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Microsoft is ended support for Windows 7. If your business has ignored all the previous warnings, your time is up. Windows 7 will reached its end of life on January 14, 2020. This blog explains what that means, why it matters, and what’s next.
Business users get notifications all the time saying that such-and-such software or hardware needs an update. It can feel as if every time we turn on our computers, there's a warning of a necessary upgrade or security patch. Sometimes, we ignore the warnings. We figure we’ll wait it out. How bad could it be? Well, pretty bad in the case of Windows 7, which is reached its end of life on January 14, 2020. All good things must come to an end. In the case of software, it doesn’t matter if it is a good one or not. It’s still going to reach what’s called “end of life.” It’s typically a ten-year cycle. The new software gets the manufacturer’s full attention and support for five years. Then, the company starts recommending you move on to its newer software. After all, resources are limited, and they can’t develop new offerings and also support old ones forever. As Microsoft puts it, the company is discontinued Windows 7 to focus its “investment on supporting newer technologies and great new experiences.”
In Windows 7’s case, Microsoft stopped fully supporting the 2009 operating system (OS) five years ago. In January 2020, it cut off all extended support options, too. That means no more system updates or security patches. The company has stopped releasing any new features or design changes, and there’s no longer any included manufacturer’s support. Plus, you can’t call in your warranty if something does go wrong. You may love your Windows 7, but as the next section explains, it’s not going to love you back any longer.
Your operating system won't stop working on January 15, 2020. However, there will no longer be any updates or patches for viruses or security problems. If you remain loyal to outdated software, you are putting your business at a much greater risk of cyberattack. Microsoft admits it. The head of Windows at Microsoft Germany told ZDNet that Windows 7 "does not meet the requirements of modern technology, nor the high-security requirements of IT departments.” In fact, the system’s security was the most widely affected in the widespread WannaCry ransomware attack. That 2017 attack infected more than 230,000 computers in 150 countries, with the perpetrators demanding $300 ransom per computer. According to Kapersky Lab data, “roughly 98 percent of the computers affected by the ransomware were running some version of Windows 7, with less than one in a thousand running Windows XP.” Plus, it’s widely known that Windows 7 has retired. So, hackers know perfectly well that it’s more vulnerable to attack. Remediating any attacks on your Windows 7 system will also be more costly. Microsoft will charge much higher fees when asked to help businesses that didn’t migrate in time. It is offering extended Windows 7 security updates through January 2023 for Windows 7 Pro and Windows 7 Enterprise users, but the plans aren’t cheap. Finally, there’s no incentive for third-party developers to support Windows 7 applications. So, you could find that other business applications aren’t secure either. If it makes you feel any better, you’re probably not alone in not having done anything yet. Windows 7 remained the most popular version of Windows worldwide until the end of the fourth quarter of 2018, according to Net Applications. That means more than a billion users were relying on nine-year-old Windows 7 globally. Beyond user preference, there are many other reasons a business may not yet have updated its OS (operating system). Migrating to a new system isn’t always easy, and it is time-consuming. Depending on your IT infrastructure, it could take a lot of work. Existing software or hardware may not be equipped to run the Windows 10 solution. With WannaCry, one reason Britain’s National Health Service was hit so hard was that it couldn’t upgrade some of its physical machines to the latest OS. For example, it couldn’t run Windows XP on an embedded system such as an MRI machine. If this is the case for you, be safer by isolating those devices or computers from your infrastructure. Despite sounding like doomsayers – “the end is nigh!” – there is no overstating the importance of acting to upgrade from Windows 7. This operating system is “extremely vulnerable,” and that’s in Microsoft’s own words. Don’t risk your business data. Do what you must now to shore up your cybersecurity with a supported system. Dragging your feet any longer could cost you revenue, IT effort, compliance and regulatory fines, customer loyalty, and brand reputation. It’s time to move on. The good news? Upgrading to the latest operating system can improve productivity. You’ll likely notice the increased operating speed and enjoy new features and functionality. This enhanced usability can drive productivity. Plus, you’ll benefit again from regular security updates and manufacturer technical support.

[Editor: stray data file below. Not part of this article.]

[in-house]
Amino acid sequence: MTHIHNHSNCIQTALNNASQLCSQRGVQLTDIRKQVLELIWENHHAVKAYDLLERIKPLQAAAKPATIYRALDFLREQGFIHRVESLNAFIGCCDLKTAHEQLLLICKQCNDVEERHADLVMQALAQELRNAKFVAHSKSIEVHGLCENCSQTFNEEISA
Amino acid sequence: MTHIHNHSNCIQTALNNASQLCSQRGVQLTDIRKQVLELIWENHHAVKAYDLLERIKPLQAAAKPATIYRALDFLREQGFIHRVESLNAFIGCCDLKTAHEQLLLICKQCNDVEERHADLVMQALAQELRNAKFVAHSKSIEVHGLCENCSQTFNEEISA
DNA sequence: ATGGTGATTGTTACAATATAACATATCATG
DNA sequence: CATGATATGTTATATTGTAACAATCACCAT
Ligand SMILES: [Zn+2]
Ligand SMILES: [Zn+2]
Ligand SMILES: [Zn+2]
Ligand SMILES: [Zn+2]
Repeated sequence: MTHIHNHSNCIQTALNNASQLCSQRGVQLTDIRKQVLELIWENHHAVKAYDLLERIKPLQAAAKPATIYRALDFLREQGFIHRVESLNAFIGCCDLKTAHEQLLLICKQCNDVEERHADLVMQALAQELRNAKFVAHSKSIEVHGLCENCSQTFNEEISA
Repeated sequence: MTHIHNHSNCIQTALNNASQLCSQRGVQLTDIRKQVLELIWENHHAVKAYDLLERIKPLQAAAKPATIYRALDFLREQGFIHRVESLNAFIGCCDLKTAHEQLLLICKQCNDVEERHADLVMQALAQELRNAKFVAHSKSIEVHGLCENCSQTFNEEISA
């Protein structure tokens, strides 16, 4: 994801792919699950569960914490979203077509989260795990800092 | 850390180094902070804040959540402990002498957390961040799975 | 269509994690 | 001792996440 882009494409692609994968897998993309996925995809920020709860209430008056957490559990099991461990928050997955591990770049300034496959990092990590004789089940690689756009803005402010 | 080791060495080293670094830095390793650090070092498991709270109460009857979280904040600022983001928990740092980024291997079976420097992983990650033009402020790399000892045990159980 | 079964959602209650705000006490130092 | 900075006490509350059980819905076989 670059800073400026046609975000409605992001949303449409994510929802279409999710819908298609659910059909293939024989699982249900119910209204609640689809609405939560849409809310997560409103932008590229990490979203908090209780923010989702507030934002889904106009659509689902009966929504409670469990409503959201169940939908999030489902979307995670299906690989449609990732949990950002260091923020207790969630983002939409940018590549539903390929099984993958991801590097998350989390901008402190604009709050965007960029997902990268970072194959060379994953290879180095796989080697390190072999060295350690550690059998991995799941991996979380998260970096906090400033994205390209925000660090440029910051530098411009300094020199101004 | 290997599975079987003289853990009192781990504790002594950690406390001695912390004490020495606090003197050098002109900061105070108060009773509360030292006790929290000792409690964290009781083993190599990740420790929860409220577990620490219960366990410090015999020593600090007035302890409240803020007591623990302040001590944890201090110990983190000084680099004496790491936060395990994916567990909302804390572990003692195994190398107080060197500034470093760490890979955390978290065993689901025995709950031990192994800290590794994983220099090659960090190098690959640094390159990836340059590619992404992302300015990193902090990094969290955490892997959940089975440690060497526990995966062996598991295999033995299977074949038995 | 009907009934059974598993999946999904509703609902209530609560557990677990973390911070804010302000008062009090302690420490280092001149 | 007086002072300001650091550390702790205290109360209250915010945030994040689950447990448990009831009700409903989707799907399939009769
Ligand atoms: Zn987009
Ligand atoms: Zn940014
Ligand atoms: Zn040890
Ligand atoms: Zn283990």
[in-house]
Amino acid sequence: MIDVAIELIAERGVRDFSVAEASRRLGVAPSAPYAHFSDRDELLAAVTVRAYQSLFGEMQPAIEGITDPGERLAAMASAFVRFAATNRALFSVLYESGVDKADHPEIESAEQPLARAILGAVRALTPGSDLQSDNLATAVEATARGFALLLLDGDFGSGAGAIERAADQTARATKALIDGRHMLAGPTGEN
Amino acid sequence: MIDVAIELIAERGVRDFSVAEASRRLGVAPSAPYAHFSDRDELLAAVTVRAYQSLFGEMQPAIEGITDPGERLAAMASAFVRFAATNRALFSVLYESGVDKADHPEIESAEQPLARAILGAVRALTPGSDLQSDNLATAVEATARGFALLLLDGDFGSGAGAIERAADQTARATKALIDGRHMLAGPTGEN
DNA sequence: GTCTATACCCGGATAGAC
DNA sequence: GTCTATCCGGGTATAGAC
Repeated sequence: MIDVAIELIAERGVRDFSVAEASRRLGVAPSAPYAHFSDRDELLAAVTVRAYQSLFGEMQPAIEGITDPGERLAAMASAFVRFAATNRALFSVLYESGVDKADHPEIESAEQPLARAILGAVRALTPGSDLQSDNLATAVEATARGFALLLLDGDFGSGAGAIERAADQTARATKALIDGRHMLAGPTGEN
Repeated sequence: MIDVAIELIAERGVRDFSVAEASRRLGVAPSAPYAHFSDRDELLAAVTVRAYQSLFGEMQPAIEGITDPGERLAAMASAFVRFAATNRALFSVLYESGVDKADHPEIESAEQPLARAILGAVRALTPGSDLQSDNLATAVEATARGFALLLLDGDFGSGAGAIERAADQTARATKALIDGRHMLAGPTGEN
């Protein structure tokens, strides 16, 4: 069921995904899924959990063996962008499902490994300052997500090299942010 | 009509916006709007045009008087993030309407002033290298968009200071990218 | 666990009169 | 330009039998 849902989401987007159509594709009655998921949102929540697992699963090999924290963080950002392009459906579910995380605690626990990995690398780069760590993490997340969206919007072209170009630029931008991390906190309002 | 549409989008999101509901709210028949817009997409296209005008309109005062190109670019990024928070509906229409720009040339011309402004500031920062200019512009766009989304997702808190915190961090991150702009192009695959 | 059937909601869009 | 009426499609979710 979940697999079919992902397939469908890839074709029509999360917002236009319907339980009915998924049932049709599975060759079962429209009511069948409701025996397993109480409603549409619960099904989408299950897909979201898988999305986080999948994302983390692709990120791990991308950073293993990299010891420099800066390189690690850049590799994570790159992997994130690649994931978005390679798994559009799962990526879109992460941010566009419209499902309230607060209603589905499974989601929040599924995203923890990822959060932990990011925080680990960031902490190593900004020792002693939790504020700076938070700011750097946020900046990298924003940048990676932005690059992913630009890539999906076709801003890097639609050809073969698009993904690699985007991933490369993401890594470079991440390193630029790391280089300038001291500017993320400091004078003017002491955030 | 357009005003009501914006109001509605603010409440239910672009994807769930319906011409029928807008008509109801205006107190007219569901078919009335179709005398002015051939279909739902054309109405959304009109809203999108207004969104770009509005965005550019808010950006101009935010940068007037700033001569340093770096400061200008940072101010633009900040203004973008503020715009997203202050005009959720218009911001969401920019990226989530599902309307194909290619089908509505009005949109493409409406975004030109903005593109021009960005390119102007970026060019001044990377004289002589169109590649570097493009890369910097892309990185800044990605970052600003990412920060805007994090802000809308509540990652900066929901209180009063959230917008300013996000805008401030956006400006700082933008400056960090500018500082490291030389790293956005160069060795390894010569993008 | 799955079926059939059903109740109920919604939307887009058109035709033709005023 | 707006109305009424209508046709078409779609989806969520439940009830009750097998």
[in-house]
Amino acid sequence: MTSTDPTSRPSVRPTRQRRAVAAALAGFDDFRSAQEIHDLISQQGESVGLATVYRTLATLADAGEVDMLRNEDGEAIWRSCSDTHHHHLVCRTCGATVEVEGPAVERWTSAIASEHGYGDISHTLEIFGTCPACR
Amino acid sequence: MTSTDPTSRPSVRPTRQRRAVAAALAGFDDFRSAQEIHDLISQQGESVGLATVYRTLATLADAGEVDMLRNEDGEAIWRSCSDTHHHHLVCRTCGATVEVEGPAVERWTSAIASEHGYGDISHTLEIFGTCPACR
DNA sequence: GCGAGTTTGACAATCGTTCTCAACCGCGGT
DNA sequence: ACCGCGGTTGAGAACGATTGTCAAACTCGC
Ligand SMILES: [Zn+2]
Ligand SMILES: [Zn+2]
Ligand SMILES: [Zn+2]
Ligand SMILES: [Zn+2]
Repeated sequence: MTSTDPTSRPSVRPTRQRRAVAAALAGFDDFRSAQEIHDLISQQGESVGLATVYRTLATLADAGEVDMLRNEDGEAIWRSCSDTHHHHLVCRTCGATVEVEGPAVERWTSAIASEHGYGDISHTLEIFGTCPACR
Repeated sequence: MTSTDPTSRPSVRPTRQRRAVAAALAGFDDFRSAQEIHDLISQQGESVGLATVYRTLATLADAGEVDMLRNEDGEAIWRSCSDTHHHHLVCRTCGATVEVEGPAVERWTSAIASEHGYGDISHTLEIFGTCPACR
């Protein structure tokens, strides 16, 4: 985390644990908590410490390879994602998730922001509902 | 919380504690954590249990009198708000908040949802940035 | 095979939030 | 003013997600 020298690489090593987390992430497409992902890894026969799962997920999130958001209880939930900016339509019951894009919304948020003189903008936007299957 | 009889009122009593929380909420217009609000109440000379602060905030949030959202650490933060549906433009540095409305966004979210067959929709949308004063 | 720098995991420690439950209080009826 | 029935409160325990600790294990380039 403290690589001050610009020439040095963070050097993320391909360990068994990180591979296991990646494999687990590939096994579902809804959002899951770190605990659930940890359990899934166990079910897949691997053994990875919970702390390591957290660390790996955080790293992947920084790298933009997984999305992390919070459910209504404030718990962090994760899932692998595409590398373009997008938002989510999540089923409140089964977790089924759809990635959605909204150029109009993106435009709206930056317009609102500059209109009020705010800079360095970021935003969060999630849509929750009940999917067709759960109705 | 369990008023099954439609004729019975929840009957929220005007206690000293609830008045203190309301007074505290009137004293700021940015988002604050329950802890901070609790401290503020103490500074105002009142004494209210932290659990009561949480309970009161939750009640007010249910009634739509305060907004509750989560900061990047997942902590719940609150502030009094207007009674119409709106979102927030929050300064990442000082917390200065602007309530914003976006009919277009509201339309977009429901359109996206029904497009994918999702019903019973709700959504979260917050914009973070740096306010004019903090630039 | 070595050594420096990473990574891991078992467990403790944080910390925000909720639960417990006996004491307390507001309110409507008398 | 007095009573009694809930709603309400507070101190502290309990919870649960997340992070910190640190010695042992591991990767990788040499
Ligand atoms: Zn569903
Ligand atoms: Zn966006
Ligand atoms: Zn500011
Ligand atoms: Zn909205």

Your users probably know and love their Windows 7. Managing the change to a new platform is easier with the help of Simple Solution Tech, Managed Service Provider. We can tackle your data migration and provide reliable service and support. Contact our IT experts today.
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